― sharkless dick stick (Abbbottt), Friday, 27 August 2010 21:20 (4 years ago) Permalink
gonna go seek that book out, thanks LL― ('_') (omar little), Friday, August 27, 2010 5:11 PM (9 minutes ago) Bookmark Suggest Ban Permalink
― ('_') (omar little), Friday, August 27, 2010 5:11 PM (9 minutes ago) Bookmark Suggest Ban Permalink
same - thank you
― o sh!t a ˁ˚ᴥ˚ˀ (ENBB), Friday, 27 August 2010 21:22 (4 years ago) Permalink
it is hard to understand how anyone could read any of these stories and think this is 'overblown'. I mean, jeez, imagine if we found 72 bodies somewhere in america.
― iatee, Friday, 27 August 2010 21:23 (4 years ago) Permalink
well it's just like this situation didn't really hit the national news heavy until those people from the embassy were killed
― The Great Jumanji, (La Lechera), Friday, 27 August 2010 21:24 (4 years ago) Permalink
A lot of the violence in the city has been characterized by this kind of symbolism. Bodies have been dumped on many occasions in lots and playgrounds near schools, with children gathering around the crime scene to watch as police bag and remove the dead. Drug rehab clinics have been the scenes of mass murders. People are shot down in broad daylight during the normal hubub of everyday life, on main streets and in restaurants. Considering this, it's clear that what's happening isn't just a war between rival cartels, but a campaign of terror against the local population. The murdered groom's father conveyed perfectly the effect of this kind of violence to the El Paso Times: "I'm confused, frustrated and in despair. My wife, she is devastated." There really aren't any better emotions you could hope to inspire in a population you're trying to control.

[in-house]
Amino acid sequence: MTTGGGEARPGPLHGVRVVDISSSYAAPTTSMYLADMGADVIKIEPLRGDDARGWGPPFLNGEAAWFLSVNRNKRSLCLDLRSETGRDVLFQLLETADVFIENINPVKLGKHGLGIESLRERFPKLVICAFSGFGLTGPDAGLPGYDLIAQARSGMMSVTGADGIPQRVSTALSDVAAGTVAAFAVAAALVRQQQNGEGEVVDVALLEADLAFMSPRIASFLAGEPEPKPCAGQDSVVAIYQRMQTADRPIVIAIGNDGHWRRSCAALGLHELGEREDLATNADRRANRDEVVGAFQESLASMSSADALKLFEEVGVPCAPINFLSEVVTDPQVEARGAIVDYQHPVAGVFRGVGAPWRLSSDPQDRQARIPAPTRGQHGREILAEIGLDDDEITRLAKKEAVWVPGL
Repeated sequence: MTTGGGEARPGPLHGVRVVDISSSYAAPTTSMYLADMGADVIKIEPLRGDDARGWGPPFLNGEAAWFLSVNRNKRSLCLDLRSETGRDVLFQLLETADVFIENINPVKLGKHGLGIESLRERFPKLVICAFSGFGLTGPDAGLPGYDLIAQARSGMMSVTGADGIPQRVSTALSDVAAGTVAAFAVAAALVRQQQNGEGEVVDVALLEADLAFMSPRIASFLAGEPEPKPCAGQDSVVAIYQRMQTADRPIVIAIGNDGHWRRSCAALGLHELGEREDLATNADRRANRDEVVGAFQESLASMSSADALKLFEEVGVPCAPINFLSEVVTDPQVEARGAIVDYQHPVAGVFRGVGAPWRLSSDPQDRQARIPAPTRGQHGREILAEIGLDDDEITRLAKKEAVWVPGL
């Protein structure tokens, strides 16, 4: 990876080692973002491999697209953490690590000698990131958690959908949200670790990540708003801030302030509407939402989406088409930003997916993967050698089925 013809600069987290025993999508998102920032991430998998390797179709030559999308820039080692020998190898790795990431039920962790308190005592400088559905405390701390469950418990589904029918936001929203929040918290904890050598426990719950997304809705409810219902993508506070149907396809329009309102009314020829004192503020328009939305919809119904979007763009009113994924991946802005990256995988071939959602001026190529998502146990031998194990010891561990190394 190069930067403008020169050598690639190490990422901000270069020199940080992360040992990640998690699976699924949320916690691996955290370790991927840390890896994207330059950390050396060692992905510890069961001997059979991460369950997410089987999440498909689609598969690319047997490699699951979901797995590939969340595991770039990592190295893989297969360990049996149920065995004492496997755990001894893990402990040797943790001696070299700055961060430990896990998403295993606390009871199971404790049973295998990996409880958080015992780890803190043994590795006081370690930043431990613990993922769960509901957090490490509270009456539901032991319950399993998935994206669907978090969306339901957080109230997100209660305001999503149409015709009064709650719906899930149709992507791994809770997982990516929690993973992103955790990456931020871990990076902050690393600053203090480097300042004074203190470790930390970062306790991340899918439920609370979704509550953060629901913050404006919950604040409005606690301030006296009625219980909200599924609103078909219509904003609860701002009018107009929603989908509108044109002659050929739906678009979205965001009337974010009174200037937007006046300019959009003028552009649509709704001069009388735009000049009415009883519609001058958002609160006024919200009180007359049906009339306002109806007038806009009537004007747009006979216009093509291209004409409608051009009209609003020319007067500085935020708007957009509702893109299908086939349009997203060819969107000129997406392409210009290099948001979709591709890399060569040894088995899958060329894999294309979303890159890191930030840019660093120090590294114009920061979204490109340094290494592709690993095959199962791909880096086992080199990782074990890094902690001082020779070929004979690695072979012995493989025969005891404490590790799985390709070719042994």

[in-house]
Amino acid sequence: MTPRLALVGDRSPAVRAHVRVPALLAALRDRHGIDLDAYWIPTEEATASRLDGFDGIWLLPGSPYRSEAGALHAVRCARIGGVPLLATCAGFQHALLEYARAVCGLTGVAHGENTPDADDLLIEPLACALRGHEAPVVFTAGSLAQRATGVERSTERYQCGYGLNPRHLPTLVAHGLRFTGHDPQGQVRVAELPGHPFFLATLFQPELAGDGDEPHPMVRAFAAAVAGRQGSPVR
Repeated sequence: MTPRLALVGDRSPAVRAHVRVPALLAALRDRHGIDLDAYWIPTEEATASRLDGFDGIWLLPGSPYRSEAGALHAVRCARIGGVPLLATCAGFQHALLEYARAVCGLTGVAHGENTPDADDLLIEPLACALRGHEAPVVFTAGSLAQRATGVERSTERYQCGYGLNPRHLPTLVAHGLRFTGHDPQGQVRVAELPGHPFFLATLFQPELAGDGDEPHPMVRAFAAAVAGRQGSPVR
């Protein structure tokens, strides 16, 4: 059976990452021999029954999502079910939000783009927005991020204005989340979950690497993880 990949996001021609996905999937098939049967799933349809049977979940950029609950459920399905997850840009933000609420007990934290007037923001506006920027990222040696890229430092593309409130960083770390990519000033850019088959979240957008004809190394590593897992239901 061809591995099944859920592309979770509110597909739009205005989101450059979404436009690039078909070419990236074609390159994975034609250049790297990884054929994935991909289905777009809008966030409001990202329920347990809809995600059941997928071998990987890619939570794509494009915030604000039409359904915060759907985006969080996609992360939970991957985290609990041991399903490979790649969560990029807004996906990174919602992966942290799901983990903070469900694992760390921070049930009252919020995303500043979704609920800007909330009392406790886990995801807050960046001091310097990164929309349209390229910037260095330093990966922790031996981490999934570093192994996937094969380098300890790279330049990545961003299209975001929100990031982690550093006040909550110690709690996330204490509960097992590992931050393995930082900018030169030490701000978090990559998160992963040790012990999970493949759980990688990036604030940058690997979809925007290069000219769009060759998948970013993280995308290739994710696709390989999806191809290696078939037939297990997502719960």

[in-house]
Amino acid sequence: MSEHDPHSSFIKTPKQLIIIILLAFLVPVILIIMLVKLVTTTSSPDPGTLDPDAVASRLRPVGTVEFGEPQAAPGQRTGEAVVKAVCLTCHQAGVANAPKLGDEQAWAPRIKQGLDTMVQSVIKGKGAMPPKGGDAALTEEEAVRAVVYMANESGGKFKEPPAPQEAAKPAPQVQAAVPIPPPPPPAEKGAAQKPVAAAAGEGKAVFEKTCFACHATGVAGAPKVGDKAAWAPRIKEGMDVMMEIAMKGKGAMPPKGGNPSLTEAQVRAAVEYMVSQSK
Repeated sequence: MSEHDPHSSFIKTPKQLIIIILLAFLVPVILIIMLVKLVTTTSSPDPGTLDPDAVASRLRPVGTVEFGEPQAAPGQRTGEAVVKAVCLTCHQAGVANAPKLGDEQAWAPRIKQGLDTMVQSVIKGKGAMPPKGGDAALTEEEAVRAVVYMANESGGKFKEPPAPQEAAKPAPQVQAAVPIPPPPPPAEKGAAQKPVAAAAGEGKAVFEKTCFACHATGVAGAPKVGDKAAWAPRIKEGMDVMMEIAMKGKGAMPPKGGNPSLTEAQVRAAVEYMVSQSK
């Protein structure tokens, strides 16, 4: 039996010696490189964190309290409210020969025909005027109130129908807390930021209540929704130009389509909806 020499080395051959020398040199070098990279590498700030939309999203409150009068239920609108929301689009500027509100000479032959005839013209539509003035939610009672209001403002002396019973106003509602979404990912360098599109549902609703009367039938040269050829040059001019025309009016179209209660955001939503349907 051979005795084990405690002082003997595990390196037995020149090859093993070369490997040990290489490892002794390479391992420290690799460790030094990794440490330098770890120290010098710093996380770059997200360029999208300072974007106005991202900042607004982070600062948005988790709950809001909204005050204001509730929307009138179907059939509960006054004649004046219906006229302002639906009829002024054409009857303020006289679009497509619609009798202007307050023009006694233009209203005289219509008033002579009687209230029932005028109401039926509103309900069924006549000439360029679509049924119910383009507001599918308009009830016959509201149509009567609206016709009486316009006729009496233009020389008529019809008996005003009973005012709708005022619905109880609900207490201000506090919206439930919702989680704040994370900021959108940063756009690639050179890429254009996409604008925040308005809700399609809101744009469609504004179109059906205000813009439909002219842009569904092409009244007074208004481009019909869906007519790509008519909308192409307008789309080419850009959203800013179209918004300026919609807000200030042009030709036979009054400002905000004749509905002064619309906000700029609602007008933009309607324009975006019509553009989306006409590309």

A week before Easter, typewritten messages spread around Porvenir that anyone who hadn't left the area by Easter Sunday would be killed. Citizens packed up and left in droves. While no such large scale attack ever came, the assault on the social climate of the community was enough. Residents were threatened with death on the most holy day of the Catholic calendar. Like this week's wedding murders, the sanctuary of religion was directly challenged when the main church in town was burned to the ground on Good Friday.
― ('_') (omar little), Friday, 27 August 2010 21:25 (4 years ago) Permalink
― iatee, Friday, August 27, 2010 5:14 PM Bookmark
Wait what? This is not what happened at all.
― Ground Zero Mostel (Hurting 2), Friday, 27 August 2010 21:26 (4 years ago) Permalink
i was searching for a picture of Renssellaer Lee's White Labyrinth: Cocaine and Political Power, but all I found was this:
Surely things have been written since these books about cocaine and the Andean region in the 80s/90s, but those are the ones I'm most familiar with.
― The Great Jumanji, (La Lechera), Friday, 27 August 2010 21:29 (4 years ago) Permalink
okay I remember it being a grimey area but basically just turning into some nice market economy where people didn't shoot each other
― iatee, Friday, 27 August 2010 21:31 (4 years ago) Permalink
smoke local pot. and leave everything else alone.
^^^this is how I roll. thankfully in the Bay Area local weed is abundant. always thought cocaine was morally indefensible for all kinds of reasons, the trade being one of them.
― I drink your milksteak (Shakey Mo Collier), Friday, 27 August 2010 21:34 (4 years ago) Permalink
One thing that fascinates me is how the cocaine industry, the heroin industry, and the meth industry are so different from each other. Marijuana is another story because it is a plant and doesn't require the heavy processing or chemical component that the other drugs require in order to be put onto the market. I agree wholeheartedly with Scott and Shakey in the "buy local weed, avoid everything else" philosophy.
No one asked, but Methland is a very readable book about how greedy companies, declining farmtowns, waning industry, and an influx of immigrant workers took its toll on the people (and law enforcement) of one Iowa town.
The writing is VERY annoying at times, but the book's content is interesting.
― The Great Jumanji, (La Lechera), Friday, 27 August 2010 21:38 (4 years ago) Permalink
perhaps i'm incredibly naive but i would like to believe that IRL friends or ilxors i've seen who have bragged about using coke (and other drugs with morally indefensible industries producing them) on other threads might read stuff like this and decide to back off for those reasons.